DotNetWise©

Tuesday, November 17, 2009

Closure Compiler Externs Extractor

Many programmers are trying to use the Google Closure Compiler in their own applications but quickly they are hitting a wall: suddenly their third party APIs got renamed and the application doesn't work anymore, because they did not define the correct Externs!

If you already know what Externs are you can go directly to the Closure Compiler Externs Extractor example.

Closure compiler is an amazing tool if it is used as it was designed. The difference between it and other tools is that it really compiles the javascript and not just "minify" like YUI Compressor or Ajax Minifier does.

One of the concepts behind is that we can rename all the symbols and not just the local variables.
Nice to hear that, but this is very bad for the current javascript pieces of code that were not written with Closure Compiler's rules in mind.

i.e.

MyApp.MyNamespace.MyObject.MyMethod = function() {...}
var o = MyApp.MyNamespace.MyObject.MyMethod();
gets compiled into
b.c.d.e = function() {...}
var a = b.c.d.e();


Well that is very good if I own the source code of MyMethod, so it will also be renamed along the road to the same short name e.
However, if I would like to make this code available for other people to use into their application as a plugin - it might not be that good, as on every compilation I would get a different method name.
Google's solution is to export your symbols.
Yeah, I can do that, because it's my code, right?


MyApp.MyNamespace.MyObject.MyMethod =
window["MyApp"]["MyNamespace"]["MyObject"]["MyMethod"] = function() {...}


This would still compress my code on all the location where it is used (as above), but will also make it available of other users to use it with public friendly names.

Well, this is good, but is very bad if I need to use an external API that is maintained by a third party.
In that case Google's solutions is to use an Externs file on the compilation.

An externs file is basically a javascript file that instructs the closure compiler about some symbols that are defined in a third party code that it is not aware of.

i.e. If I'm using jQuery, but I can't include it into my compilation, because it is already used by other users on my site
- and jQuery is not yet friendly with the closure-compiler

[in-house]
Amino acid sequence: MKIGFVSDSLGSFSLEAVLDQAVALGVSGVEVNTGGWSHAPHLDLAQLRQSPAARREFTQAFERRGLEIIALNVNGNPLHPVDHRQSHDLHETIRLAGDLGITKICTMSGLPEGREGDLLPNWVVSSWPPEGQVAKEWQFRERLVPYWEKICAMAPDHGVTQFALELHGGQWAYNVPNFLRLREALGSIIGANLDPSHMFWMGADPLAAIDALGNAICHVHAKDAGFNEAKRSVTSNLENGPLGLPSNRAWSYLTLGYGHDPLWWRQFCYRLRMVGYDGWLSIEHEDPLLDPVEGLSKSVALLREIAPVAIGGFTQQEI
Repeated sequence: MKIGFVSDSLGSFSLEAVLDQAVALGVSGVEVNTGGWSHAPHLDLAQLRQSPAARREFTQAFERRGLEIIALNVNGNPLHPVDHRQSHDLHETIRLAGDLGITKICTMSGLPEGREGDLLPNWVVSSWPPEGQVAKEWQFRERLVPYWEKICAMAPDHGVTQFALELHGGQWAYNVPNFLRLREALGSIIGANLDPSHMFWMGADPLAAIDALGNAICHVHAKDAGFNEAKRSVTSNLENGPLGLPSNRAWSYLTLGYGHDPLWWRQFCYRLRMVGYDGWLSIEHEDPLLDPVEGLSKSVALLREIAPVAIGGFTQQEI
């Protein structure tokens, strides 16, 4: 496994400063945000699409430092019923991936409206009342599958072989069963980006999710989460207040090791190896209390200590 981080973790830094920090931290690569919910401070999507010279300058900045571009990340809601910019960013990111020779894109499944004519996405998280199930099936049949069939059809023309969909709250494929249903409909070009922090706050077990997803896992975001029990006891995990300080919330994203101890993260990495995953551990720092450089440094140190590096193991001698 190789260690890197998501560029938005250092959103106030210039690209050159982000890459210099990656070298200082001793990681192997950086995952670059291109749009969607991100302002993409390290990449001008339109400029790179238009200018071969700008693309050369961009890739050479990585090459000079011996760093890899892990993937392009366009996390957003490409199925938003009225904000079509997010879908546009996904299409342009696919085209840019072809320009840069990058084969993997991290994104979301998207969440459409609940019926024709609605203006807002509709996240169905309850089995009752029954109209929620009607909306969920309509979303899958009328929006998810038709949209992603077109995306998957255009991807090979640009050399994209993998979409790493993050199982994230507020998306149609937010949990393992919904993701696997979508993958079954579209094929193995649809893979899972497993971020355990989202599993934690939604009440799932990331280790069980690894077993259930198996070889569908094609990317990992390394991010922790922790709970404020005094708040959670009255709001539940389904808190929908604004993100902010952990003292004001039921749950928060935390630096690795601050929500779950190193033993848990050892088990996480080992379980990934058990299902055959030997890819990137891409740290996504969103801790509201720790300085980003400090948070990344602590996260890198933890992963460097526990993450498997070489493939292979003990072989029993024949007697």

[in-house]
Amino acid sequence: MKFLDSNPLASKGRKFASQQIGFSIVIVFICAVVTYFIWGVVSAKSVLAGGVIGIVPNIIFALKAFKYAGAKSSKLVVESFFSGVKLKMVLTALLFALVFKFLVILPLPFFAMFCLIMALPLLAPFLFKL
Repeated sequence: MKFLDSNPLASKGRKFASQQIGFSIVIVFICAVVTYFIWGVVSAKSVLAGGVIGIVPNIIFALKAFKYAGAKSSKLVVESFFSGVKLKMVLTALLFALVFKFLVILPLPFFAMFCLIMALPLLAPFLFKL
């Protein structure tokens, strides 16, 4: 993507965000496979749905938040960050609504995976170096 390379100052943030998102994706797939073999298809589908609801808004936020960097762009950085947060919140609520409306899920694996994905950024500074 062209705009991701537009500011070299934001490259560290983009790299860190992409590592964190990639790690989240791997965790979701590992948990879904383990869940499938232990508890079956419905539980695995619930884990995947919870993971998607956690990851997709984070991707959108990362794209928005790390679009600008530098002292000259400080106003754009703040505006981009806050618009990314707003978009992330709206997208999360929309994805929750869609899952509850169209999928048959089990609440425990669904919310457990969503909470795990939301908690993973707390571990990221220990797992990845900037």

- and I don't want to have two jQuery files on my site - one compiled and one not
I could define the externs I'm using in my compiled code like this:


var jQuery, $;
$.fn = jQuery.fn = {
bind: function() {
},
trigger: function() {
},
prepend: function() {
},
show: function() {
},
hide: function() {
},
append: function() {
}
};


All good, but I don't know all the public methods/properties of the APIs I'm using! Nor I want to waste time to write externs for each and every piece of code for all the extern APIs I'm using!

So, I have written a small example of how to extract all the properties / methods of a javascript object as externs.

Please leave a comment if this helps you or if you have suggestions to improve it.

Tuesday, November 10, 2009

EasyXDM, the best Cross-Domain XSS / XDM javascript solution

There are tons of posts and articles about cross-domain communication and Same Origin Policy limitations on the web, but none of them are providing you a real browser-transparent solution.

After I dug over a month in this area, I have finally found the best solution!
It is called EasyXDM, and I really want to thank to oyvind for it.

I'm not going to write just yet of how easy can it be used but you can read here

There was a bug on the Tests suite that was crashing Google Chrome and Safari browsers but I have fixed it here. Be aware that the tests are forced to run in all the transports and some of them are expected to fail in certain browsers. However all of them should pass on the "Best Transport" tests suite.
[Update: Oyvind has also updated the test suite here]

For those who don't want to spend a month doing the research they can start with these resources:

http://www.slideshare.net/mehmetakin/ajax-world
http://www.slideshare.net/kuza55/same-origin-policy-weaknesses-1728474
http://easyxdm.net/
http://kinsey.no/blog/index.php/2009/08/20/easyxdm/
http://msdn.microsoft.com/en-us/architecture/bb735305.aspx
http://code.google.com/apis/gears/gears_faq.html#crossOriginWorker

Enjoy cross domain re-usable applications!

Wednesday, November 4, 2009

Exclude a folder from solution explorer in VS2008 website

In any project of Visual Studio.Net environment excluding a folder is very simple. We just need to right click on the folder and select Exclude from Project. But in Website of Visual Studio.NET it is not that easy to hide a folder and also there is no direct way to exclude a folder from Website.

The easy way to exclude an unwanted folder from a website is to physically delete the folder from the website structure. But what if you should not delete the folder from the website structure? Here is a simple trick to hide(not deleting) a folder from Visual Studio.NET editor as well as from Visual Source Safe.

Set Hidden attribute for the folder which you want to exclude from project, and the refresh the Website(project) in Visual Studio.NET Solution Explorer. Here are the detailed steps to be followed

1. Open Windows Explorer
2. Locate the physical folder of your website
3. Right click the folder which you want to exclude, and then select Properties
4. Check the Hidden attribute
5. Click the Refresh button in the Visual Studio.NET Solution Explorer

Using this simple trick you can even hide files of a website from Visual Studio.NET environment.

Thanks for TechDreams for letting us know this easy but very useful trick!
 
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